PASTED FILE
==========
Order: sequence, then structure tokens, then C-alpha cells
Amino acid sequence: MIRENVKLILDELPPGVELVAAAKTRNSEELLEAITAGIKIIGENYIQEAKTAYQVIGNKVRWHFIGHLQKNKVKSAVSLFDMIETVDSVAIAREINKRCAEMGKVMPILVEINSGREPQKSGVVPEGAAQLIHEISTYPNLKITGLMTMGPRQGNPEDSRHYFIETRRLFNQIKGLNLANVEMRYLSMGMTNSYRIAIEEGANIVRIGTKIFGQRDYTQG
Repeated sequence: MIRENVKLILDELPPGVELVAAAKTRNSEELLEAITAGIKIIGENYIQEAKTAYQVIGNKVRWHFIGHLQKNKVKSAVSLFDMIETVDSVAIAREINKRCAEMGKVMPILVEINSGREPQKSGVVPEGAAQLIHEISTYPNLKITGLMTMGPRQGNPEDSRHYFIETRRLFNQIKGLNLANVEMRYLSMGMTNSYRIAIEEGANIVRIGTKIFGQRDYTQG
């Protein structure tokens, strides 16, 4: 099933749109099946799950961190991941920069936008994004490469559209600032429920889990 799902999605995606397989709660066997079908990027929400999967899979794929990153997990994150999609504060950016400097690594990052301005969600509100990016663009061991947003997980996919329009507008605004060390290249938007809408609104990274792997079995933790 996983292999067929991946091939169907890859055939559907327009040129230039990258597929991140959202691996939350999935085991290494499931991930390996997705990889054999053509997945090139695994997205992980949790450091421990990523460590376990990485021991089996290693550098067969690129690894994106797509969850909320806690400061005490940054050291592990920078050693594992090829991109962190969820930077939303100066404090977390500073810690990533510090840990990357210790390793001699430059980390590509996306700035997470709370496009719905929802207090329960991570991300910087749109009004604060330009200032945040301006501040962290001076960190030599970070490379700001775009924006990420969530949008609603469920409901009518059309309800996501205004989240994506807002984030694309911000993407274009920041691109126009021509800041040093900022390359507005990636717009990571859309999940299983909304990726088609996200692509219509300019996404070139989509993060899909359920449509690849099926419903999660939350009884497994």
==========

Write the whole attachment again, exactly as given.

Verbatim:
Order: sequence, then structure tokens, then C-alpha cells
Amino acid sequence: MIRENVKLILDELPPGVELVAAAKTRNSEELLEAITAGIKIIGENYIQEAKTAYQVIGNKVRWHFIGHLQKNKVKSAVSLFDMIETVDSVAIAREINKRCAEMGKVMPILVEINSGREPQKSGVVPEGAAQLIHEISTYPNLKITGLMTMGPRQGNPEDSRHYFIETRRLFNQIKGLNLANVEMRYLSMGMTNSYRIAIEEGANIVRIGTKIFGQRDYTQG
Repeated sequence: MIRENVKLILDELPPGVELVAAAKTRNSEELLEAITAGIKIIGENYIQEAKTAYQVIGNKVRWHFIGHLQKNKVKSAVSLFDMIETVDSVAIAREINKRCAEMGKVMPILVEINSGREPQKSGVVPEGAAQLIHEISTYPNLKITGLMTMGPRQGNPEDSRHYFIETRRLFNQIKGLNLANVEMRYLSMGMTNSYRIAIEEGANIVRIGTKIFGQRDYTQG
């Protein structure tokens, strides 16, 4: 099933749109099946799950961190991941920069936008994004490469559209600032429920889990 799902999605995606397989709660066997079908990027929400999967899979794929990153997990994150999609504060950016400097690594990052301005969600509100990016663009061991947003997980996919329009507008605004060390290249938007809408609104990274792997079995933790 996983292999067929991946091939169907890859055939559907327009040129230039990258597929991140959202691996939350999935085991290494499931991930390996997705990889054999053509997945090139695994997205992980949790450091421990990523460590376990990485021991089996290693550098067969690129690894994106797509969850909320806690400061005490940054050291592990920078050693594992090829991109962190969820930077939303100066404090977390500073810690990533510090840990990357210790390793001699430059980390590509996306700035997470709370496009719905929802207090329960991570991300910087749109009004604060330009200032945040301006501040962290001076960190030599970070490379700001775009924006990420969530949008609603469920409901009518059309309800996501205004989240994506807002984030694309911000993407274009920041691109126009021509800041040093900022390359507005990636717009990571859309999940299983909304990726088609996200692509219509300019996404070139989509993060899909359920449509690849099926419903999660939350009884497994």